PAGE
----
Clinton unlikely to meet Hurriyat leaders
14 March 2000
Times of India
Law Kumar Mishra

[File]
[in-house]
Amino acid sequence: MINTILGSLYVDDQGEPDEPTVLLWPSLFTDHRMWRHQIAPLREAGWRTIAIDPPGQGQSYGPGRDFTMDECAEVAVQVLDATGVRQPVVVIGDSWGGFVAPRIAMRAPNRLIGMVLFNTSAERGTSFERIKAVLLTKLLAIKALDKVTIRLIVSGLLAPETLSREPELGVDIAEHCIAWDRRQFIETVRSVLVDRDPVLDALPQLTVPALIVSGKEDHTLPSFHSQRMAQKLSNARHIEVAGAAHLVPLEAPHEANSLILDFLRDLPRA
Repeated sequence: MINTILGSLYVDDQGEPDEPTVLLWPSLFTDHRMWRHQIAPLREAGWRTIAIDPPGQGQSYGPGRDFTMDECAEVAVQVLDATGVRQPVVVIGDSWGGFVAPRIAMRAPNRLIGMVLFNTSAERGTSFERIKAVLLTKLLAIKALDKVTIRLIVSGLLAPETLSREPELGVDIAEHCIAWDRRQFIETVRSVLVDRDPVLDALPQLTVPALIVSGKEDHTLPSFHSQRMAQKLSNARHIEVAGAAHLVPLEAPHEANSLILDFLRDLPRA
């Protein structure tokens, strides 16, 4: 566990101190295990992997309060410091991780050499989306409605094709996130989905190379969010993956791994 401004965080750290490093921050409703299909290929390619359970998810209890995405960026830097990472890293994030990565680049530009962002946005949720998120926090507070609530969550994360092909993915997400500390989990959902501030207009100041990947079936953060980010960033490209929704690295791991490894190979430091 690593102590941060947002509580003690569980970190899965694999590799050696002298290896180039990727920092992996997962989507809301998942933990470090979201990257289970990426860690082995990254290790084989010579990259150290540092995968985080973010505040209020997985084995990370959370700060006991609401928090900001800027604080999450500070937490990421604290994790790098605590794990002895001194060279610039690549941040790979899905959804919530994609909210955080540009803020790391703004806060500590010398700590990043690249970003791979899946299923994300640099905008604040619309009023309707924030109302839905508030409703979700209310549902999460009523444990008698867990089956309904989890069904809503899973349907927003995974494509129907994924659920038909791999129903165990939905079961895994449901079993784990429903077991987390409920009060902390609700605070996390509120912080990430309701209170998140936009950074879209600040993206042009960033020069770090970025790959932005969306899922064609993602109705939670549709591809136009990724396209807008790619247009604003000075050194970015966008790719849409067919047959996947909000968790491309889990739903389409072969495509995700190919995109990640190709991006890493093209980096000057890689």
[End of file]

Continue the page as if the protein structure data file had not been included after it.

Srinagar: The Kashmir valley remained paralysed on Saturday and Sunday because of a strike call given by the All Party Hurriyat Conference (APHC) demanding the release of its leaders, but more importantly, a meeting with US president Bill Clinton during his coming visit to Delhi. The APHC also held by rallies and demonstration on Sunday to attract US attention to the Kashmir problem. The APHC leadership has welcomed Clinton''s proposed visit to Pakistan saying that this will help ease tension between India and Pakistan. But it has not succeeded in its efforts for a meeting with Clinton. In fact, reports from Delhi, quoting the US ambassador, said that the US president would not meet any APHC leader. Acting chairman of the APHC Mirwaiz Umar Farooq told The Times of India News Service here they had sent a representation to the US embassy last month seeking an appointment with Clinton. He said the APHC also wanted Clinton to visit Kashmir. However, this was turned down by the US officials. The Mirwaiz said the APHC had also sent a representation to Clinton in Washington seeking his intervention in solving the Kashmir problem. Another separatist leader, Shabir Shah, who heads the All Kashmir Freedom Party, has decided to hold a sit-in outside the US embassy in New Delhi on March 20 to attract Clinton''s attention to the Kashmir problem. The APHC leaders regretted that a meeting with the Kashmiri leaders was not on Clinton''s agenda. They were of the opinion that the US administration was cautious about not allowing the President''s visit to run into any controversy. Only recently, a team of the APHC leaders which visited New Delhi was even denied a meeting with US ambassador Richard Celeste. The APHC leaders were disappointed last month too when a five-member team of MPs from the European countries did not meet them and returned after meeting ministers and officials here. While APHC was desperate to meet Clinton, the National Conference and the People''s Democratic Party, two regional parties here, are somewhat indifferent to his visit. Omar Farooq, National Conference MP and Union minister of state, had dismissed the Hurriyat leaders'' demand as childish and said the US was not the ''godfather of the Kashmiris''. PDP leader Mehbooba Mufti also said that Clinton had nothing to do with India''s domestic affairs. And chief minister Farooq Abdullah, in a statement, claimed that Kashmir was not the issue before Clinton. As for the common people, they too are not much enthusiastic about Clinton''s visit to India. Yet, they are aware that the US president is visiting Pakistan also, where ''Kashmir will be discussed''.